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NYSYLC Report: Extending Tuition Benefits to Undocumented Immigrants Will Provide Economic and Social Benefits to New York State

 

For Immediate Release

Contacts: Razeen Zaman, razeen@nysylc.org

March 25, 2013

Jessica Rofé, jessica.rofe@nyu.edu

Rebecca Phipps, rap412@nyu.edu

 

NYSYLC Report: Extending Tuition Benefits to Undocumented Immigrants

Will Provide Economic and Social Benefits to New York State

 

NEW YORK— As the federal government moves forward on comprehensive immigration reform, New York State has the opportunity to position itself as a leader in the promotion of proactive and pragmatic solutions for undocumented youth. This could be the year that the State extends the right to education to all of its youth, including those who are undocumented, through passage of the New York DREAM Act.

In its new report, The New York DREAM Act: Creating Economic Opportunities for NY State, the New York State Youth Leadership Council (“NYSYLC”), in conjunction with NYU Law School’s Immigrant Rights Clinic, outlines the economic and social benefits that will accompany passage of the New York DREAM Act. This report comes at a time when Governor Cuomo is making critical budgetary decisions for the coming year, and state senators are deciding which legislation to support. On March 5, NYSYLC demanded a voice in the process, organizing 150 undocumented youth and allies to speak with senators in Albany, sharing with them some of the economic and social benefits that are presented in this report.

The economic benefits associated with increased college access clearly support extending tuition assistance to undocumented students. An individual with a four-year degree earns an estimated $25,000 more per year than a high school graduate, and pays an estimated $3,900 more per year in state and local taxes. Extending state aid through the Tuition Assistance Program (“TAP”) would yield similar returns among undocumented youth. Author Rebecca Phipps noted, “Looking at the data, this is a no-brainer. Regardless of your politics or how you feel about immigration reform, this is obviously the smartest thing for New York State.”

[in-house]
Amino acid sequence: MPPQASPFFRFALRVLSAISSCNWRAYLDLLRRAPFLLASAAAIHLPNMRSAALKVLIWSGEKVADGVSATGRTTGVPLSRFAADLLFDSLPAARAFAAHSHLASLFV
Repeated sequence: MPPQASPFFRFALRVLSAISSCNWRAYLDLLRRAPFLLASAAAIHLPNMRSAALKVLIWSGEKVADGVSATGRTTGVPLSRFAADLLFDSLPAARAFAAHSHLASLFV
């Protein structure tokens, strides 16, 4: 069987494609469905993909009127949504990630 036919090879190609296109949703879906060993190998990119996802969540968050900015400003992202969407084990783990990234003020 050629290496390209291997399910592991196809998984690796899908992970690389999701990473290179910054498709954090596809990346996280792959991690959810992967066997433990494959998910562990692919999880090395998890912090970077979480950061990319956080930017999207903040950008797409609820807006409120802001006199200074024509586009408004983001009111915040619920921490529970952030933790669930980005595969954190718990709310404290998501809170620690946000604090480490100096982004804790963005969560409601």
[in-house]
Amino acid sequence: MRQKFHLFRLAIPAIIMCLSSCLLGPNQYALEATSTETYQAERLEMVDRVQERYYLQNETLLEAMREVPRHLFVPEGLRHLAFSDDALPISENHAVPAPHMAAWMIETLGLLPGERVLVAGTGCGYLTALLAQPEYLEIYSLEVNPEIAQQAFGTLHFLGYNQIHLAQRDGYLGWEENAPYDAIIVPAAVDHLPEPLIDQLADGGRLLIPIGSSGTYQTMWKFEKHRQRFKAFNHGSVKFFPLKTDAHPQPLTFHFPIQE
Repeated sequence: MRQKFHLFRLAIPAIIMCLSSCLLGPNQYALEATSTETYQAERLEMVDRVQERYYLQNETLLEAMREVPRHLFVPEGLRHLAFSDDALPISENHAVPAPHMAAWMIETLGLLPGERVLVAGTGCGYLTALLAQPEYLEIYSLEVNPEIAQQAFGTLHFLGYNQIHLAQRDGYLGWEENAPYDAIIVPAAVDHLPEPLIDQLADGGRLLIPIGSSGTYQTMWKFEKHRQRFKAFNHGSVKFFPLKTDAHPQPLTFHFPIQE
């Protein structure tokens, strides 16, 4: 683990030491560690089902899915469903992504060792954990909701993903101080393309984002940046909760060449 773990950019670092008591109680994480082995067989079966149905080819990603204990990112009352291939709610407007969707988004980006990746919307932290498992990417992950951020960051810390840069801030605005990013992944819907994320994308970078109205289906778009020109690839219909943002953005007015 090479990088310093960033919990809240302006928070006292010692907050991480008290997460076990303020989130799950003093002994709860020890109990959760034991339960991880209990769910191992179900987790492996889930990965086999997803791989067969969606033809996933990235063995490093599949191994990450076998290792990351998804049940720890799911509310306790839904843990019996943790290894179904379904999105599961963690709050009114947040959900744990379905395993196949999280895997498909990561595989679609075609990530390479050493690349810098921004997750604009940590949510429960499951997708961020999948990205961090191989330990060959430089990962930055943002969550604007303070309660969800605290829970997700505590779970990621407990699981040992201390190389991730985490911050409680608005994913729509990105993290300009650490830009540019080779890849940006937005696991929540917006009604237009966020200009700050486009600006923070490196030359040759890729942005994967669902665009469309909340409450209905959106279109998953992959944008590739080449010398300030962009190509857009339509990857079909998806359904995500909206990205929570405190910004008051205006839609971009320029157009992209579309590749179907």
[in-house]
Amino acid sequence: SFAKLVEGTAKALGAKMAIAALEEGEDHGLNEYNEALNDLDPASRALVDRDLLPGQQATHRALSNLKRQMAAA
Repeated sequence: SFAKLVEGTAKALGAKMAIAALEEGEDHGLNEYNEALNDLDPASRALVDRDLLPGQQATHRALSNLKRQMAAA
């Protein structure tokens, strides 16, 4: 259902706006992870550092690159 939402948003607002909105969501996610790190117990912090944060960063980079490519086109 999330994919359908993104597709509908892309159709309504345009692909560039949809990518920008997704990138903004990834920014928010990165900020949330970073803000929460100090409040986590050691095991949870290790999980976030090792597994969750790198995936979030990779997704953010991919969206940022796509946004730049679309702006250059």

The social benefits are equally persuasive. The authors include studies that show that increased college access among undocumented youth will likely reduce high school dropout rates, increase college enrollment, decrease crime rates, and minimize reliance on public assistance programs. In addition to reducing costs to the state, college access will produce long-term positive returns by generating previously inaccessible employment opportunities for undocumented youth. With programs like Deferred Action for Childhood Arrival (“DACA”), which provides undocumented youth with work authorization, these employment opportunities have become even more accessible. The authors also highlight comparable legislation passed in other states as evidence of the minimal investment capital from the State’s higher education budget necessary for implementation.

 

We hope that Governor Cuomo respects that passing the NY DREAM Act is a time-sensitive issue as so many undocumented youth fall through the cracks and never end up obtaining a college degree due to current ineligibility to receive financial aid,” said Razeen Zaman, Campaign Organizer at the NYSYLC.

The NYSYLC conducted its own informal survey of undocumented youth in New York to see the actual impact that a college degree has on jobs and earnings. The surveys reflected a marked increase in earnings for those undocumented youth who had obtained a college degree. Among youth with a college degree, work authorization through DACA brought an average $9.30 increase in the average hourly wage, from $11.92 to $21.22 per hour. “These are taxpaying individuals who can contribute infinitely more to their families and to the State with a college degree,” said author, Jessica Rofé. “It’s simple math.”

 

To read the report, click here.